ALLEGIANT: As the size of the airline to acquire gets bigger, so does the price tag. Currently, it would be between $3 to 10 billion to purchase Allegiant outright by Hawaiian. For that price, they’ll get a lot more employees, and a lot more landing slots in places all over the country, including on the West Coast. Their corporate culture of transporting passengers for leisure would dovetail with Hawaiian’s style. Furthermore, the operation that they have currently is profitable – something which could help Hawaiian should this purchase be needed to fund integration and further expansion. But they would need to be sure that they don’t “kill the goose that lays the golden eggs”.

And, finally, while much more fantastical than any other option, a buyout of ALASKA by Hawaiian could “technically” still happen, but the price tag would be huge. The estimate right now to purchase Alaska outright is in the range of $15 to $40 billion, with any figure no doubt leaning more toward the high end, than the low. But as with size meaning more money, it also means higher costs associated with integration and adjustments that the airline would need to face as they get bought out. Also, like with what happened in the 80s with leveraged buyouts by smaller entities of larger ones, the debt load that Hawaiian would carry on this would make the current $1 billion seem quite small, in comparison.

In an analysis of who else could be purchased, PHwSF also noted these two carriers that are much smaller than Hawaiian that could help with a west coast expansion, with a lot of post-merger money going to expansion, JSX, and Boutique Air. Both would have smaller price tags but both would also have much less of a footprint than the three listed above. While the purchase price might be lower, investors would need to commit relatively big money to fully utilize the network and people involved with these airlines, including recertifying them for larger planes.

In the end, it would be expensive for Hawaiian Airlines to expand by purchasing another airline. However, there are other options available to them. For example, they could make a partial purchase of an airline and gain a seat on the board, allowing them to access some of the markets where that airline flies. Another less expensive option is to form strategic partnerships with other airlines. The Alaska buyout of Hawaiian Airlines seems to be a full-blown strategic partnership with Alaska owning the airline outright, all for one seemingly low price.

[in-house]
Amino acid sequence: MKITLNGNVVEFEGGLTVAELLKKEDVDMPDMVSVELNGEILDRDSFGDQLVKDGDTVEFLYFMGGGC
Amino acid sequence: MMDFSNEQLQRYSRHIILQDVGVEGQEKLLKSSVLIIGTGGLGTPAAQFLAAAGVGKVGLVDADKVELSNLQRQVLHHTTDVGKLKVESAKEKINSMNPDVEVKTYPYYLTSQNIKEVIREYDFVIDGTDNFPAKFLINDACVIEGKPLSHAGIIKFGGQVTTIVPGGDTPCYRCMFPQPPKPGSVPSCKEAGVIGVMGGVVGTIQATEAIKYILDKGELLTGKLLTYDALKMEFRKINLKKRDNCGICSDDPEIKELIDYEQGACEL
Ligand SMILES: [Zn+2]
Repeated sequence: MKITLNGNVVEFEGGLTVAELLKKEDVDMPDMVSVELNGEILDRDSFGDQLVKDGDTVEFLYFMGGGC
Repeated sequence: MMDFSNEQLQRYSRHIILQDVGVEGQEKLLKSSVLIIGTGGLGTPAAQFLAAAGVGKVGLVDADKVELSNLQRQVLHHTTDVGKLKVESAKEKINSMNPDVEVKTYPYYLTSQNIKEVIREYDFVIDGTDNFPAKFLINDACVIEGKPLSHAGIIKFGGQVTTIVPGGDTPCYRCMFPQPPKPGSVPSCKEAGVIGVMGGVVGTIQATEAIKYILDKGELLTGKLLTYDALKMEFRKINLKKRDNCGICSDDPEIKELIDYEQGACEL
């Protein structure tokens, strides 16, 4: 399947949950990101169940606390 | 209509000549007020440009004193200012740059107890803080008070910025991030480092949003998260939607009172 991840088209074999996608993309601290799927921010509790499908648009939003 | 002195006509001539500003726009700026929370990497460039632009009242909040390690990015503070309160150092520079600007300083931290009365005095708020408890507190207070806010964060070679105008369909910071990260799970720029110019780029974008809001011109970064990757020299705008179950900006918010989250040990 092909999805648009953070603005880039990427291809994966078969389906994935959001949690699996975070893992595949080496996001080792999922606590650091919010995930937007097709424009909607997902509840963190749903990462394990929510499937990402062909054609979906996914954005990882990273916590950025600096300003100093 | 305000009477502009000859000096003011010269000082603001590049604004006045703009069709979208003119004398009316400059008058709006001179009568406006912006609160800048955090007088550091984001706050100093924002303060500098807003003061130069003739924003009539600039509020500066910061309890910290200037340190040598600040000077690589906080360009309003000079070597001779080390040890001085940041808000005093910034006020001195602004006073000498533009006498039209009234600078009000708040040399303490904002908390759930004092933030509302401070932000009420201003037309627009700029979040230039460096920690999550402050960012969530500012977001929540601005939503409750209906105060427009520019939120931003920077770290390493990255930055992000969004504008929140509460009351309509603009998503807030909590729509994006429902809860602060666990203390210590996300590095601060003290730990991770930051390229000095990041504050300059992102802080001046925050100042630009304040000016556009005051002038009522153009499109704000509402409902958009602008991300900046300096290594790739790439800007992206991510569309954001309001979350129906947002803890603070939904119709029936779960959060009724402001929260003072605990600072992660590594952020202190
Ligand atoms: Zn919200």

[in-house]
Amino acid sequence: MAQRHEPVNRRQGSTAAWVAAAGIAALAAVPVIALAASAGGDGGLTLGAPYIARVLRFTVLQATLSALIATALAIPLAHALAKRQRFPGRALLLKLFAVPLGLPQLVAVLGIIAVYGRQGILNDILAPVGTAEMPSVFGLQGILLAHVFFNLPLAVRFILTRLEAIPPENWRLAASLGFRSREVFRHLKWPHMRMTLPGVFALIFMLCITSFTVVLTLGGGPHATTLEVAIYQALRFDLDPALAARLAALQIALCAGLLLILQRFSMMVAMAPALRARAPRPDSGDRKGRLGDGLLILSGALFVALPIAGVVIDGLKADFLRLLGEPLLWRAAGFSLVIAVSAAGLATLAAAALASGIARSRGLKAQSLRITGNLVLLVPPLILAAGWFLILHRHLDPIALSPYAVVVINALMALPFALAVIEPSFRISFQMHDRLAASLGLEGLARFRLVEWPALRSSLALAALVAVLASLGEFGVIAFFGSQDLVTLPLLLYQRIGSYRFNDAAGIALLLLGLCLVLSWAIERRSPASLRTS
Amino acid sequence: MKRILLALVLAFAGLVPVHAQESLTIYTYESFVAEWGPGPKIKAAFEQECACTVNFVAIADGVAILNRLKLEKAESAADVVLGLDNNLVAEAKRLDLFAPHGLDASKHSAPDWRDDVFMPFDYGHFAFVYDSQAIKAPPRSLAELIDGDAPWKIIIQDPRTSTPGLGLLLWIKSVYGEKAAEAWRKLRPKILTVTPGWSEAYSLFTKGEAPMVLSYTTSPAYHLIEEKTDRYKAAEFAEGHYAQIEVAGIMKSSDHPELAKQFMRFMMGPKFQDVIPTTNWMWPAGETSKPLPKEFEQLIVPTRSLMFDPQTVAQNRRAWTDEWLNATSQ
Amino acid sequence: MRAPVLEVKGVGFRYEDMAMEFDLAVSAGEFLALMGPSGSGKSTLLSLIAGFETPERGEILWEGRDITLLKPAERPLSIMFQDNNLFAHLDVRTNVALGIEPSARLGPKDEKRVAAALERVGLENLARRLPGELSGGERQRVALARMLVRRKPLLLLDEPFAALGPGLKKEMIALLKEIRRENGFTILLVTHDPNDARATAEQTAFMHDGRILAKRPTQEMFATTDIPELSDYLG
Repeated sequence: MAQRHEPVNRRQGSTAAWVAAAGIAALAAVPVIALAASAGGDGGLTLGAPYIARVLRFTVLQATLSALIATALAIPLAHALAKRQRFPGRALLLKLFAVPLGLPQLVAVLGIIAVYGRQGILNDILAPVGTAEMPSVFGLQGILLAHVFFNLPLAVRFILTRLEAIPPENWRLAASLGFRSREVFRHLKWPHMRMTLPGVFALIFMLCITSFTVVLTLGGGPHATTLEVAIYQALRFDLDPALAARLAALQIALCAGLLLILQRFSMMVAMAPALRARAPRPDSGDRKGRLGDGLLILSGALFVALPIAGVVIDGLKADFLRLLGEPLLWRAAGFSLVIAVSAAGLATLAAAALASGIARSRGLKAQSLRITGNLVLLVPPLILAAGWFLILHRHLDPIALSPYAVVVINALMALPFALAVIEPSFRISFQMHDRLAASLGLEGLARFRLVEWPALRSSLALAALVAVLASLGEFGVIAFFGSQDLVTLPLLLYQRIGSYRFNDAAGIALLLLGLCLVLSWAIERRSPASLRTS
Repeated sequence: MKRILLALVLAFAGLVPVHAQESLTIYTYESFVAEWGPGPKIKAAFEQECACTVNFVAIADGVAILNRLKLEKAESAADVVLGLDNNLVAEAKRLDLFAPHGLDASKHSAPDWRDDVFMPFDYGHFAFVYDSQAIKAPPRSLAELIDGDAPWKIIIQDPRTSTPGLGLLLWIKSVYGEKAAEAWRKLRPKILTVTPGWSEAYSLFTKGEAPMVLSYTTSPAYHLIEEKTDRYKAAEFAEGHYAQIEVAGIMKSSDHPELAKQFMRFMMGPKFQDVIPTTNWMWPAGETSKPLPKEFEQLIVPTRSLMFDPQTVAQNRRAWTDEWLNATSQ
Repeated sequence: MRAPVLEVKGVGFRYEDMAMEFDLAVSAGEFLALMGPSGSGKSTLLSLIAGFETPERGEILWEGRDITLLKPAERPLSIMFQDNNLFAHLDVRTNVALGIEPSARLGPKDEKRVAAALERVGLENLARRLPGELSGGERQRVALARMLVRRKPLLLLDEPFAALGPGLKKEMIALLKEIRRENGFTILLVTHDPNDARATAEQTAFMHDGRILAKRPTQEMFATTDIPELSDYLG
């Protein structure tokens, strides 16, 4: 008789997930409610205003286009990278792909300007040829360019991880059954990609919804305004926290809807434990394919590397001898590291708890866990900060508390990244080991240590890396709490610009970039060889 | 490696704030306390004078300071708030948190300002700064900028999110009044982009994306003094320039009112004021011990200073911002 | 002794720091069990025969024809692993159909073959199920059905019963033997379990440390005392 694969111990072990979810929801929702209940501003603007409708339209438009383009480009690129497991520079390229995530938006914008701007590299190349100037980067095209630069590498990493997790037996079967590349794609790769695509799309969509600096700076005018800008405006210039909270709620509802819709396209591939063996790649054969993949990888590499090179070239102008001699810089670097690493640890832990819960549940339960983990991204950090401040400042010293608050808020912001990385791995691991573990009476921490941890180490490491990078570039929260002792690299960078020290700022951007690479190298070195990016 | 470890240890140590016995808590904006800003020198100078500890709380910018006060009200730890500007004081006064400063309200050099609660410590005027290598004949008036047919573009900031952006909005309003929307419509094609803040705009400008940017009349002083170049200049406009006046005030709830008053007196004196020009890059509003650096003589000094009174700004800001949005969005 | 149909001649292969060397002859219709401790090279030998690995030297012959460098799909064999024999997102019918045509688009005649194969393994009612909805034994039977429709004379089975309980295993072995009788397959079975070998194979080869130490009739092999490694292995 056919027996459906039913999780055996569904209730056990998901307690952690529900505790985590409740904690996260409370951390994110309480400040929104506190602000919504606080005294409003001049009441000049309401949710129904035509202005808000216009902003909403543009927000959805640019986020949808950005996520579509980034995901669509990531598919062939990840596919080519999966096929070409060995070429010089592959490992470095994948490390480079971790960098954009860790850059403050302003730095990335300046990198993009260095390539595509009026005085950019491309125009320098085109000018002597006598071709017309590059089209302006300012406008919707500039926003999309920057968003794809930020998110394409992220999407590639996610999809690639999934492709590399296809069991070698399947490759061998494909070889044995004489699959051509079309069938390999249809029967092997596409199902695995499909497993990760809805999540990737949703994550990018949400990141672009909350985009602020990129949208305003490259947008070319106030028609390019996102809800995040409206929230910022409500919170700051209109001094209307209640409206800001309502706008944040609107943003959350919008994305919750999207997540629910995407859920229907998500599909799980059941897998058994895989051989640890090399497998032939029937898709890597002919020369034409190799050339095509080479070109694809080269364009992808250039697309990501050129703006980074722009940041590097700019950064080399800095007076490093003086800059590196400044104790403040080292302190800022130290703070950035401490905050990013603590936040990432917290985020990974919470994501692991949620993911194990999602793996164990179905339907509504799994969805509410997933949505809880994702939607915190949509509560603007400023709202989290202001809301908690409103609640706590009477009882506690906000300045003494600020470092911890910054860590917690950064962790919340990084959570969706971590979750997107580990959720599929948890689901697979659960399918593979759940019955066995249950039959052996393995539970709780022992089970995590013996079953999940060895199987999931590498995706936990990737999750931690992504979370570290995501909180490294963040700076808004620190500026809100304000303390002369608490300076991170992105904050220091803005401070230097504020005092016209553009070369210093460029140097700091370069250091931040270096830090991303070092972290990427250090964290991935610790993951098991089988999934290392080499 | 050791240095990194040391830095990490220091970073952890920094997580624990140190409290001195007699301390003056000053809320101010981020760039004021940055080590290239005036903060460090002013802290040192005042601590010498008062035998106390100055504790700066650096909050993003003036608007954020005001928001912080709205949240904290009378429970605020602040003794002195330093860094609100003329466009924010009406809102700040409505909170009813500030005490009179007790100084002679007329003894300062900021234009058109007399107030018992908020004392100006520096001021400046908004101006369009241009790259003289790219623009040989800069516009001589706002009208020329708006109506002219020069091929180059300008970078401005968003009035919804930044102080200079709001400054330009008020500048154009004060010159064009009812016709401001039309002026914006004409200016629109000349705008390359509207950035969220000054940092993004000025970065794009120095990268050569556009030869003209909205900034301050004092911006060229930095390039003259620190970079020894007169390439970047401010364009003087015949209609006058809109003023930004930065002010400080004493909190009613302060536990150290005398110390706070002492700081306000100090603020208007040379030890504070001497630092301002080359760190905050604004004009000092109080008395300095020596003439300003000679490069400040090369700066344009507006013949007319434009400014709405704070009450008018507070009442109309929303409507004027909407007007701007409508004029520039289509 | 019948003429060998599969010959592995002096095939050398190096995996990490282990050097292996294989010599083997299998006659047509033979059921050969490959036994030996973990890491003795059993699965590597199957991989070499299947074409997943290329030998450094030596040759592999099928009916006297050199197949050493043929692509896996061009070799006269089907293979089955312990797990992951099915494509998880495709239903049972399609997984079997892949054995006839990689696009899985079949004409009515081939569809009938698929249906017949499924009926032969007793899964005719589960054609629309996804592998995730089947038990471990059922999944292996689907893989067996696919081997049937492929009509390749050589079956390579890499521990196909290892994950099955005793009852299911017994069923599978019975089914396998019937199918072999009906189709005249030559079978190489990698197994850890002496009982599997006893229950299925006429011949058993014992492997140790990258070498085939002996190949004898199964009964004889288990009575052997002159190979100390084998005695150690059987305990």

Ultimately, the Department of Justice will determine if the buyout by Alaska, or any one of the potential “plan B’s” will come to fruition.

Photo Credits 
Avelo Airlines: "N803XT Boeing 737-8F2 Avelo Air Fort Lauderdale 19.1.23" by Colin Cooke Photo is licensed under CC BY-SA 2.0.
Allegiant Airlines: "N320NV Allegiant Air Airbus A319-111 s/n 2514" by TDelCoro is licensed under CC BY-SA 2.0.

Silent boos and broken bridges

As reported by this blogger on the Hawaii State Senate’s vote to deny Alapaki Nahale-a a second term as a Board of Regent for the University of Hawaii, it was sensed strongly that the vote didn’t go down well with many people.

Especially those who saw the vote in real time, that day, in the gallery.

However, others took issue with it and made it known in various mediums, including print. Both Civil Beat and the Honolulu Star-Advertiser made mention of the vote. And in the case of Civil Beat, included a visual in the form of an editorial cartoon

But seeing how the press reacted to the vote is one thing, it’s another thing to see how those on the inside – university employees – reacted to it. That reaction came soon after the vote, which happened on a Tuesday the 5th of March, that next Friday, the 8th.

Here is what happened.

Every year, the University of Hawaii Community Colleges get together, employees from all seven campuses, in a “confab” of sorts called the Hawaiʻi Student Success Institute, or HISSI for short. This year it was held at the Hawaii Convention Center, and it was estimated by this writer, who attended, that about 1,000 people attended.

It is an all-day event where there is a lunch, during which time there is a presentation made as part of the program. This year, the program revolved around celebrating the 60th anniversary of the University of Hawaii Community College system.

And as with all these anniversary events, dignitaries, former college leaders as well as current leaders attended this event. A few of those dignitaries were, as you may have guessed, legislators.

Considering how things went down earlier that week, this is where the program became interesting.